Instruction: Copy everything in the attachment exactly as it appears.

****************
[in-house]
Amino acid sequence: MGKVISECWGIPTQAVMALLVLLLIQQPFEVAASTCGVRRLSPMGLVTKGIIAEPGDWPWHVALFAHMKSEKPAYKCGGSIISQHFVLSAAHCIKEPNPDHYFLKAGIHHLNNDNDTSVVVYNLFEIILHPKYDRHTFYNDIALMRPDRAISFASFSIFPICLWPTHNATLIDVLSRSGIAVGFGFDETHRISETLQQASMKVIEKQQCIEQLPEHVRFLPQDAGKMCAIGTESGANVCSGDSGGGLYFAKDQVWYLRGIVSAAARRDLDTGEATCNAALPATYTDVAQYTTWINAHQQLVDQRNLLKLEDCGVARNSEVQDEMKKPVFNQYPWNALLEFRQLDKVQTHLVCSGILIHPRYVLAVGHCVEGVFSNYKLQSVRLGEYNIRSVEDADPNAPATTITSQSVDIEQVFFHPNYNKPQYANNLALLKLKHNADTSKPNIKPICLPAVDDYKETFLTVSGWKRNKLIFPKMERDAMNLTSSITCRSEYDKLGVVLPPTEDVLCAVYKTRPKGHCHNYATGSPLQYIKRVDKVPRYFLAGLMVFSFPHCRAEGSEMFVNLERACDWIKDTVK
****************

[in-house]
Amino acid sequence: MGKVISECWGIPTQAVMALLVLLLIQQPFEVAASTCGVRRLSPMGLVTKGIIAEPGDWPWHVALFAHMKSEKPAYKCGGSIISQHFVLSAAHCIKEPNPDHYFLKAGIHHLNNDNDTSVVVYNLFEIILHPKYDRHTFYNDIALMRPDRAISFASFSIFPICLWPTHNATLIDVLSRSGIAVGFGFDETHRISETLQQASMKVIEKQQCIEQLPEHVRFLPQDAGKMCAIGTESGANVCSGDSGGGLYFAKDQVWYLRGIVSAAARRDLDTGEATCNAALPATYTDVAQYTTWINAHQQLVDQRNLLKLEDCGVARNSEVQDEMKKPVFNQYPWNALLEFRQLDKVQTHLVCSGILIHPRYVLAVGHCVEGVFSNYKLQSVRLGEYNIRSVEDADPNAPATTITSQSVDIEQVFFHPNYNKPQYANNLALLKLKHNADTSKPNIKPICLPAVDDYKETFLTVSGWKRNKLIFPKMERDAMNLTSSITCRSEYDKLGVVLPPTEDVLCAVYKTRPKGHCHNYATGSPLQYIKRVDKVPRYFLAGLMVFSFPHCRAEGSEMFVNLERACDWIKDTVK